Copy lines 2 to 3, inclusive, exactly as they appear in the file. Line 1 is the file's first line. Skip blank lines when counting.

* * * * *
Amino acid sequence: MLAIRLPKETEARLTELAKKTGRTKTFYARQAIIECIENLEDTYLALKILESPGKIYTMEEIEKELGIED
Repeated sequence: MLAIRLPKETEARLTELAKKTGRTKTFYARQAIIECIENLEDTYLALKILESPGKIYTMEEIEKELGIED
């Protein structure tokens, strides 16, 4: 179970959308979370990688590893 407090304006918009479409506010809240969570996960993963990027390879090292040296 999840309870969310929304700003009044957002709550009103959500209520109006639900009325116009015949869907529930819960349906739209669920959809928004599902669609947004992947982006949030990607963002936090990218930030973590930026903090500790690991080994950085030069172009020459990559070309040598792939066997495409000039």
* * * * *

Repeated sequence: MLAIRLPKETEARLTELAKKTGRTKTFYARQAIIECIENLEDTYLALKILESPGKIYTMEEIEKELGIED
């Protein structure tokens, strides 16, 4: 179970959308979370990688590893 407090304006918009479409506010809240969570996960993963990027390879090292040296 999840309870969310929304700003009044957002709550009103959500209520109006639900009325116009015949869907529930819960349906739209669920959809928004599902669609947004992947982006949030990607963002936090990218930030973590930026903090500790690991080994950085030069172009020459990559070309040598792939066997495409000039």